By JLP | October 11, 2006
Now that we have a couple of model financial statements to look at, it is time to use ratios to analyze those statements. You may want to print out the posts with the model statements so that you can look at them while studying the ratios.
Here are links to the two posts that contain the financial statements that we will use for to calculate the ratios:
Let’s get started…
When an asset is “liquid” it means it can be turned into cash quickly. Cash is the most liquid asset. Real estate, on the other hand, is illiquid.
1. Basic Liquidity Ratio (BLR)
From the Net Worth Statement, the liquid monetary assets would be:
- Cash – $200
- Checking – $3,000
- Money Market Accounts – $7,000
- Savings – $6,000
From the Cash Flow Statement, the average montly expenses would be the sum of the fixed and variable expenses:
- Total Fixed Expenses – $30,500
Total Variable Expenses – $31,700
The sum of the fixed and variable expenses is $62,200.
Here’s what the BLR would look like:
This ratio tells us that this couple could live on their liquid assets for 3.1 months based on the average monthly expenses and their liquid assets. Since it is common knowledge that a person should have 3 to 6 months worth of living expenses in liquid assets, the ratio of 3.1 months is on the lower end of acceptability.
1. Debt-to-Assets Ratio
Looking on the net worth statement, we see that the total debt (total liabilities) is $225,000 and the total assets are $618,300. Therefore, the math looks like this:
This number shows us that this couple owes a little over 36 cents for each dollar in assets. This couples’ goal should be to substantially reduce this number as they near retirement. If they were able to pay off their student loans, their ratio would improve to 31.5%.
2. Debt-to-Gross-Income Ratio
From the cash flow statement, we see that this couple has mortgage payments of $8,000 per year and loan payments of $4,000 per year for a total of $12,000. Their annual income is $107,000. The math looks like this:
Anything under .30 or 30% is considered enough income to meet debt repayments. At 11.2%, this couple’s debt-to-gross-income ratio is acceptable.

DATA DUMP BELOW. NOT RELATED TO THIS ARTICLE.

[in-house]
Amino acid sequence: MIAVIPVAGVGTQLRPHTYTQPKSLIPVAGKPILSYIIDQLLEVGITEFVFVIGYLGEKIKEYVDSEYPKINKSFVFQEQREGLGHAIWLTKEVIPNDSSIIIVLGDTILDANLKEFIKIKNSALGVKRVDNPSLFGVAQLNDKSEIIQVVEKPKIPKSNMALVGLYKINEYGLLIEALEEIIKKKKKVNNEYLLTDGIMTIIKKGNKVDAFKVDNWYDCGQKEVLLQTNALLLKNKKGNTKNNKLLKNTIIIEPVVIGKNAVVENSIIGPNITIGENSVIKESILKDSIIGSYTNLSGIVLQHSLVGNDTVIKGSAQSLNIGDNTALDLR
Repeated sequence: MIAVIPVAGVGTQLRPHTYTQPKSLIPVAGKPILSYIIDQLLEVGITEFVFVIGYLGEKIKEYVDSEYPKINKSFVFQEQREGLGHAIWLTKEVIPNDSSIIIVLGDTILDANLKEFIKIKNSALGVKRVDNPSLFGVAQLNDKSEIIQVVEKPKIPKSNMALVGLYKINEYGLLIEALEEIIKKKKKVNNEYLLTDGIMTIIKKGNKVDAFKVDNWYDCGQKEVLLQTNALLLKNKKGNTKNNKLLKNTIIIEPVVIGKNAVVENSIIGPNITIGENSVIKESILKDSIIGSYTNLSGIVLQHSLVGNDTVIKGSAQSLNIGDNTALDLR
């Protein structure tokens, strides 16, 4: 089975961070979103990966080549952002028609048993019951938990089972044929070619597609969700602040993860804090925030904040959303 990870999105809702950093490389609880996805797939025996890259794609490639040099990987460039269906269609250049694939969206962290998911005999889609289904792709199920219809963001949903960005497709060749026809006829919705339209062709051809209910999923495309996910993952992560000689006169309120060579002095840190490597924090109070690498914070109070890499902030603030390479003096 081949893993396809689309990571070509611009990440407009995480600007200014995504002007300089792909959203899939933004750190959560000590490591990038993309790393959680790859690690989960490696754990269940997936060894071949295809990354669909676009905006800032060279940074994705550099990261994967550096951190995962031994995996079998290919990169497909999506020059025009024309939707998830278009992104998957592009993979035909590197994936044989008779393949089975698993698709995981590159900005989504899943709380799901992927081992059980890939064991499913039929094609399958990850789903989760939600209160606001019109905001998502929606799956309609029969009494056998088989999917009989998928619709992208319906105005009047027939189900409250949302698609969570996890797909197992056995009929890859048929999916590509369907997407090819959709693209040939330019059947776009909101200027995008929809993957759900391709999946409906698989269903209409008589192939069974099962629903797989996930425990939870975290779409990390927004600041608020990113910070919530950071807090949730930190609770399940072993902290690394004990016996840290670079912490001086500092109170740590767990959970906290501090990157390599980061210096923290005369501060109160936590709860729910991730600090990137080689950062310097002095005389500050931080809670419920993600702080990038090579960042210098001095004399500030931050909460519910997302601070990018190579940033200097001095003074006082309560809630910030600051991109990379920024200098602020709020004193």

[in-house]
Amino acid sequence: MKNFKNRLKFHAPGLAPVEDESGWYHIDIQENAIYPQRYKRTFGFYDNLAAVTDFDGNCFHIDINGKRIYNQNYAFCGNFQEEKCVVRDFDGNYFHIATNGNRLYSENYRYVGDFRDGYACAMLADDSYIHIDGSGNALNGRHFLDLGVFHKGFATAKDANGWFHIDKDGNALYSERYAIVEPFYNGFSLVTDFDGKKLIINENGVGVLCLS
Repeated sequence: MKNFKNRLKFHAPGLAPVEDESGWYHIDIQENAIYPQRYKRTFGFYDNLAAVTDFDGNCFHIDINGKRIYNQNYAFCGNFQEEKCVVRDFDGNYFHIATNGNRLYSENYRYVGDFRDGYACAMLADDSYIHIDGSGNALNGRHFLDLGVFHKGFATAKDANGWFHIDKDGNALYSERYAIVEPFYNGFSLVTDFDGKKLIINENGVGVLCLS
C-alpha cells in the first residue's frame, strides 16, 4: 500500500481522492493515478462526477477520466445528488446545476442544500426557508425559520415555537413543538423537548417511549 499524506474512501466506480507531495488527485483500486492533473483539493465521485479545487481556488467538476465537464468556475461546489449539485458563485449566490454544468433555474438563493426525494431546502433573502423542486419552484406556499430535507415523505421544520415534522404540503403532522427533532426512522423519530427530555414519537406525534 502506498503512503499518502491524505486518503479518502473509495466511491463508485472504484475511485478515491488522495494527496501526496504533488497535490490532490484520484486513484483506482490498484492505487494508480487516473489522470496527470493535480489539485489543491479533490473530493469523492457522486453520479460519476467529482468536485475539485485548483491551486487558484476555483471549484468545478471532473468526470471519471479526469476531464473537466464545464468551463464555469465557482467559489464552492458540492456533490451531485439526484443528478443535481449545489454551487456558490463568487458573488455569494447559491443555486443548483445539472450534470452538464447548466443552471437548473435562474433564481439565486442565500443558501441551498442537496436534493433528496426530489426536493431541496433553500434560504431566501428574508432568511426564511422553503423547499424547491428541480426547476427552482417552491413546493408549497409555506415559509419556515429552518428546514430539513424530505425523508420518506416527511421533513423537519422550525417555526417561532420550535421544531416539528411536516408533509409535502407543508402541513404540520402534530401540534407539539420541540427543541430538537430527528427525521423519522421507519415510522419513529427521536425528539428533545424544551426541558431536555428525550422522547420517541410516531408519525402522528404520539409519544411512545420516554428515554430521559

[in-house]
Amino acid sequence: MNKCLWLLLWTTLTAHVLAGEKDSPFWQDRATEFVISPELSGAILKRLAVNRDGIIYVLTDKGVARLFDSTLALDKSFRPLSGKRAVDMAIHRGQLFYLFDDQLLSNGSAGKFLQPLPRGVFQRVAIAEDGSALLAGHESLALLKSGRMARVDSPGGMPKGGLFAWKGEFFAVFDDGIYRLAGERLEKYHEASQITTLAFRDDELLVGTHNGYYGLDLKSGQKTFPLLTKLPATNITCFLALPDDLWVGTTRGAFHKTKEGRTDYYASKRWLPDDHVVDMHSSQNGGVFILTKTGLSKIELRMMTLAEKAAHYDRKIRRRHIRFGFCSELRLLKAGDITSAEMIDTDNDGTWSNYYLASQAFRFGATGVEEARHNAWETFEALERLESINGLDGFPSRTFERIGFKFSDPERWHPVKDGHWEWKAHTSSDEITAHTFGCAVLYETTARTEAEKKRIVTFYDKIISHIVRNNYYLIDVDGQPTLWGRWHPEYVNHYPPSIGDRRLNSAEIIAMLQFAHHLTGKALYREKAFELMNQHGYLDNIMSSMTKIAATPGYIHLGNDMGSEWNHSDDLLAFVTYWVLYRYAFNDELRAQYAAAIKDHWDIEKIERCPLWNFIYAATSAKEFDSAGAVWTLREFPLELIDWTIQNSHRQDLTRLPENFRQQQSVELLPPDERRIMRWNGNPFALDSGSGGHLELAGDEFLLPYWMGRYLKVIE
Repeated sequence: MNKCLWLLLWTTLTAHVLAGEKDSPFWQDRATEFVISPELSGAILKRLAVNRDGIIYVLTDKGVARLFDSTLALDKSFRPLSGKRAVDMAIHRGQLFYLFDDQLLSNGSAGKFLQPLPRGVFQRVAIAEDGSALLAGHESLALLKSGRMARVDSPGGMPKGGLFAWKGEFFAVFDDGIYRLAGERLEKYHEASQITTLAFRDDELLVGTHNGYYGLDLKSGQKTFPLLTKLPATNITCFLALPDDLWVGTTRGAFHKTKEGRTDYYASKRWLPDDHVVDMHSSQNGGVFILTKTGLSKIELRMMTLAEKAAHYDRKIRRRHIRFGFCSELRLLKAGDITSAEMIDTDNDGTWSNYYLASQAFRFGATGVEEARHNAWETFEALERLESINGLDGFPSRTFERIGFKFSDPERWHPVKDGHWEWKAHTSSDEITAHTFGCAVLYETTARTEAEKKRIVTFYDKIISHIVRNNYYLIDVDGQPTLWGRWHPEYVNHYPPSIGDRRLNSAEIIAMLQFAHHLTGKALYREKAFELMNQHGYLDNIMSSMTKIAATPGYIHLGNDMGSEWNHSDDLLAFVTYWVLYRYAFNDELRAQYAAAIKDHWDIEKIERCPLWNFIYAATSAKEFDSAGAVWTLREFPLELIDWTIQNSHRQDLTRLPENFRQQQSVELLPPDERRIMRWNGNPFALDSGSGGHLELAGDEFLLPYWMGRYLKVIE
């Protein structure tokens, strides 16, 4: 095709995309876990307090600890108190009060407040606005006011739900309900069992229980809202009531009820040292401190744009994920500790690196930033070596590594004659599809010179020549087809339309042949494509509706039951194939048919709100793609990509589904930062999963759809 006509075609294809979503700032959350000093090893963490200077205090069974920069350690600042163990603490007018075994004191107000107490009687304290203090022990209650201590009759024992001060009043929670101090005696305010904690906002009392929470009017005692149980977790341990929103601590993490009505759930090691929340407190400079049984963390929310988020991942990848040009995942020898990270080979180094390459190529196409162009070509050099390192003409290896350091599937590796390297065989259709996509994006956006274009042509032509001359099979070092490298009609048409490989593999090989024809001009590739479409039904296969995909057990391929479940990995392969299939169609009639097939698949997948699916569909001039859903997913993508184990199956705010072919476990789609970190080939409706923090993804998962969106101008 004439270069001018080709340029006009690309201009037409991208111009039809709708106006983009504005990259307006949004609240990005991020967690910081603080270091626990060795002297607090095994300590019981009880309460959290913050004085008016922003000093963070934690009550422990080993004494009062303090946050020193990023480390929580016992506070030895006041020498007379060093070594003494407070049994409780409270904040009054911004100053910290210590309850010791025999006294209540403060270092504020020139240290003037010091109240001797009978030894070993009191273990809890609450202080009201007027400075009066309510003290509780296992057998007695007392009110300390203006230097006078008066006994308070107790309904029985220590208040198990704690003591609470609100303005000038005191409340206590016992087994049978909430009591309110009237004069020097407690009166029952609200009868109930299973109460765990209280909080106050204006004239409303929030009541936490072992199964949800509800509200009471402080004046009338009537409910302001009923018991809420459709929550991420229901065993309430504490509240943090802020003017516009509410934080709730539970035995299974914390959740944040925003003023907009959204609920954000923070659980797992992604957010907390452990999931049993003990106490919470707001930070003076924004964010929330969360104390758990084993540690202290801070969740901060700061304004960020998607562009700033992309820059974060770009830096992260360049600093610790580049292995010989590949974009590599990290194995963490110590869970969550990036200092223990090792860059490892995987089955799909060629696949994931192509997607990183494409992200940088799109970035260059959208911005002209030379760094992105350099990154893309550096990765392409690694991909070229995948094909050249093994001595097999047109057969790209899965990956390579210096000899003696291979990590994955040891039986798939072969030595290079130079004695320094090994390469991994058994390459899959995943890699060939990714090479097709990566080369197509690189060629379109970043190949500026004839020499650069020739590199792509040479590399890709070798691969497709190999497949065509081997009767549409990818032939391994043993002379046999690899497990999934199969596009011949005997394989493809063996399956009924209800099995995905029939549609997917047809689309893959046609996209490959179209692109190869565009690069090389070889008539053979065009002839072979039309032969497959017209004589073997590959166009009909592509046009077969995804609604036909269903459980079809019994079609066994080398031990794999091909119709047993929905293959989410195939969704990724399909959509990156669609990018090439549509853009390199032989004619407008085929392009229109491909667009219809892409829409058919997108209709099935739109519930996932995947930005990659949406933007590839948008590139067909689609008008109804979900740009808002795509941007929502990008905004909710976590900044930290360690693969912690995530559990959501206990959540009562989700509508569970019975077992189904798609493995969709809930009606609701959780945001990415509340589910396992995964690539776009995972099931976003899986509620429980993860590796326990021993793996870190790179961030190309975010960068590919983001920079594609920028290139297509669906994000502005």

3. Debt Service Ratio
For this calculation we use the same $12,000 of annual debt repayments as above and net income after all deductions ($107,000 – $44,580 = $62,420).
For this ratio, anything under 40% is considered adequate. A ratio of .1922 is well within the adequate range.
Savings Rate Ratios
The only way to build financial security is to save and invest income rather than use it for current consumption. Savings rate ratios tell us how much much is being saved and invested.
1. Investment-Assets-to-Net-Worth Ratio (IANW Ratio)
We find this information on the net worth statement. Looking at the net worth statement, we see that the total investments are $335,000 and the net worth is $393,000. Plugging these numbers into the formula we get the following:
This ratio tells us that this couple’s investment assets make up over 85% of their net worth. This is a very good percentage. The closer you get to retirement, the higher this number should be. It is important to remember NOT to include investments that may be set aside to meet a certain goal (like a college education or new car or something like that). The more conservative and truthful you are in valuing your assets, the better.
2. Savings-to-Income Ratio
How much of your income are you allocating to savings? This ratio will help you gauge that.
This information is located on the cash flow statement. We can see that this couple puts $12,000 per year in their 401(K) and another $6,000 per year away in investment plans. We will assume that the $4,500 going into education is funding education expenses and is not considered “savings.” The annual income for this couple is $107,000, for the following equation:
This couple is currently saving nearly 17% of their income. This is a good amount to be saving, especially when you consider the fact that they are paying off their mortgage and student loans. Once these two obligations are taken care of, this couple should be able to save an even higher percentage.
Real Growth Ratios
“Real Growth” is growth adjusted for inflation. When people talk about real returns on investments, they are talking about the investment’s return minus the inflation rate.
1. Growth of Income Ratio
Did your income keep pace with inflation? This ratio will tell you:
Since this is a hypothetical example, we’ll have to make a couple of assumptions. First, we’ll say that last year’s income was $103,000 and that the inflation rate was 3.5% (.035 as a decimal). We saw from above that this year’s income was $107,000.
This couple’s growth in income narrowly beats the inflation rate.
2. Growth of Net Worth Ratio
Is the growth in your net worth keeping pace (hopefully BEATING) inflation?
Once again, we will have to make a couple of assumptions. We will assume that last year’s net worth was $340,000 and that the inflation rate was again 3.5%.
This couple’s net worth had a real growth rate of 12.1% last year. This is a very good growth rate. Maybe this couple is taking on too much risk? We can’t know that without further analysis.
So, there you have it! That’s it for the ratio analysis of financial statements. Where do we go from here? You’ll have to check back and see!